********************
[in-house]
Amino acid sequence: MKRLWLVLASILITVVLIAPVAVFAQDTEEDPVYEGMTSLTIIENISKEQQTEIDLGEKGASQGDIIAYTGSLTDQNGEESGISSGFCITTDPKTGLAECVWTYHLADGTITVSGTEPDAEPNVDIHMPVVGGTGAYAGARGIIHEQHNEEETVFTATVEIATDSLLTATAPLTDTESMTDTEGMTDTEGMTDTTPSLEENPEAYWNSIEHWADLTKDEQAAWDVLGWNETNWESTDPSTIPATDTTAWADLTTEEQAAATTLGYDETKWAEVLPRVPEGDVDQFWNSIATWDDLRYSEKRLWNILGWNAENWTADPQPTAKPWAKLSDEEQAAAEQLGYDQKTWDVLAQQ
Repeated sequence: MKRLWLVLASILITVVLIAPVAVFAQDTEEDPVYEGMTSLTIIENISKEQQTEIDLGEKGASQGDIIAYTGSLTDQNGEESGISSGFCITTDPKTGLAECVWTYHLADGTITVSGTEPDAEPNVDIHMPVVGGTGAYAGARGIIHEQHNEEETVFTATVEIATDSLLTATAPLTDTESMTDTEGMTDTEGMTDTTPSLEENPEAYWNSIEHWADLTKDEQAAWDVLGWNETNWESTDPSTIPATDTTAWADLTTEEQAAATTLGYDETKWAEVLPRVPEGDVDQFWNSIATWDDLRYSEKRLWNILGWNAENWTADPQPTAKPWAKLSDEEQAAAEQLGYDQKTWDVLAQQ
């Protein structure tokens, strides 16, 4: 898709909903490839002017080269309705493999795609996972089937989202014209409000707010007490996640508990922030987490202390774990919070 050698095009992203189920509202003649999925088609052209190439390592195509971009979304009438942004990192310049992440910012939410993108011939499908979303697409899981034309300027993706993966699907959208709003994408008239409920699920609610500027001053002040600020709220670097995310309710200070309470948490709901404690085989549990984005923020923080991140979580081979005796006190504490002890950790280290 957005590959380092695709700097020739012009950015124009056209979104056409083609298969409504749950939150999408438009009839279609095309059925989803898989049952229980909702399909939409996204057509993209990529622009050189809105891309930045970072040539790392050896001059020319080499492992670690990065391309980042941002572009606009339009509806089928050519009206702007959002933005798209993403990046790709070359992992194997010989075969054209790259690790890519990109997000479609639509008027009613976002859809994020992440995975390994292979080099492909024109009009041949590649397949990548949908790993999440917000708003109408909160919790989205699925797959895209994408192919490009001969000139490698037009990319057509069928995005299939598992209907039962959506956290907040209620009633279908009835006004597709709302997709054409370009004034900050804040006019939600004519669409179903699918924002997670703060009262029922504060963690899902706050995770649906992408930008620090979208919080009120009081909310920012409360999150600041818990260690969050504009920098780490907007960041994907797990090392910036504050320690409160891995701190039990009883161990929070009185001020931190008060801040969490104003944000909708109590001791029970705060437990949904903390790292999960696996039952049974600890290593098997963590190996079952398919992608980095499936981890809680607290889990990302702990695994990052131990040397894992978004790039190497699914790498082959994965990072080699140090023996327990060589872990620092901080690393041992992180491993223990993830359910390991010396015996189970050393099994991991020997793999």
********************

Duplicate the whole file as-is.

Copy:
[in-house]
Amino acid sequence: MKRLWLVLASILITVVLIAPVAVFAQDTEEDPVYEGMTSLTIIENISKEQQTEIDLGEKGASQGDIIAYTGSLTDQNGEESGISSGFCITTDPKTGLAECVWTYHLADGTITVSGTEPDAEPNVDIHMPVVGGTGAYAGARGIIHEQHNEEETVFTATVEIATDSLLTATAPLTDTESMTDTEGMTDTEGMTDTTPSLEENPEAYWNSIEHWADLTKDEQAAWDVLGWNETNWESTDPSTIPATDTTAWADLTTEEQAAATTLGYDETKWAEVLPRVPEGDVDQFWNSIATWDDLRYSEKRLWNILGWNAENWTADPQPTAKPWAKLSDEEQAAAEQLGYDQKTWDVLAQQ
Repeated sequence: MKRLWLVLASILITVVLIAPVAVFAQDTEEDPVYEGMTSLTIIENISKEQQTEIDLGEKGASQGDIIAYTGSLTDQNGEESGISSGFCITTDPKTGLAECVWTYHLADGTITVSGTEPDAEPNVDIHMPVVGGTGAYAGARGIIHEQHNEEETVFTATVEIATDSLLTATAPLTDTESMTDTEGMTDTEGMTDTTPSLEENPEAYWNSIEHWADLTKDEQAAWDVLGWNETNWESTDPSTIPATDTTAWADLTTEEQAAATTLGYDETKWAEVLPRVPEGDVDQFWNSIATWDDLRYSEKRLWNILGWNAENWTADPQPTAKPWAKLSDEEQAAAEQLGYDQKTWDVLAQQ
């Protein structure tokens, strides 16, 4: 898709909903490839002017080269309705493999795609996972089937989202014209409000707010007490996640508990922030987490202390774990919070 050698095009992203189920509202003649999925088609052209190439390592195509971009979304009438942004990192310049992440910012939410993108011939499908979303697409899981034309300027993706993966699907959208709003994408008239409920699920609610500027001053002040600020709220670097995310309710200070309470948490709901404690085989549990984005923020923080991140979580081979005796006190504490002890950790280290 957005590959380092695709700097020739012009950015124009056209979104056409083609298969409504749950939150999408438009009839279609095309059925989803898989049952229980909702399909939409996204057509993209990529622009050189809105891309930045970072040539790392050896001059020319080499492992670690990065391309980042941002572009606009339009509806089928050519009206702007959002933005798209993403990046790709070359992992194997010989075969054209790259690790890519990109997000479609639509008027009613976002859809994020992440995975390994292979080099492909024109009009041949590649397949990548949908790993999440917000708003109408909160919790989205699925797959895209994408192919490009001969000139490698037009990319057509069928995005299939598992209907039962959506956290907040209620009633279908009835006004597709709302997709054409370009004034900050804040006019939600004519669409179903699918924002997670703060009262029922504060963690899902706050995770649906992408930008620090979208919080009120009081909310920012409360999150600041818990260690969050504009920098780490907007960041994907797990090392910036504050320690409160891995701190039990009883161990929070009185001020931190008060801040969490104003944000909708109590001791029970705060437990949904903390790292999960696996039952049974600890290593098997963590190996079952398919992608980095499936981890809680607290889990990302702990695994990052131990040397894992978004790039190497699914790498082959994965990072080699140090023996327990060589872990620092901080690393041992992180491993223990993830359910390991010396015996189970050393099994991991020997793999």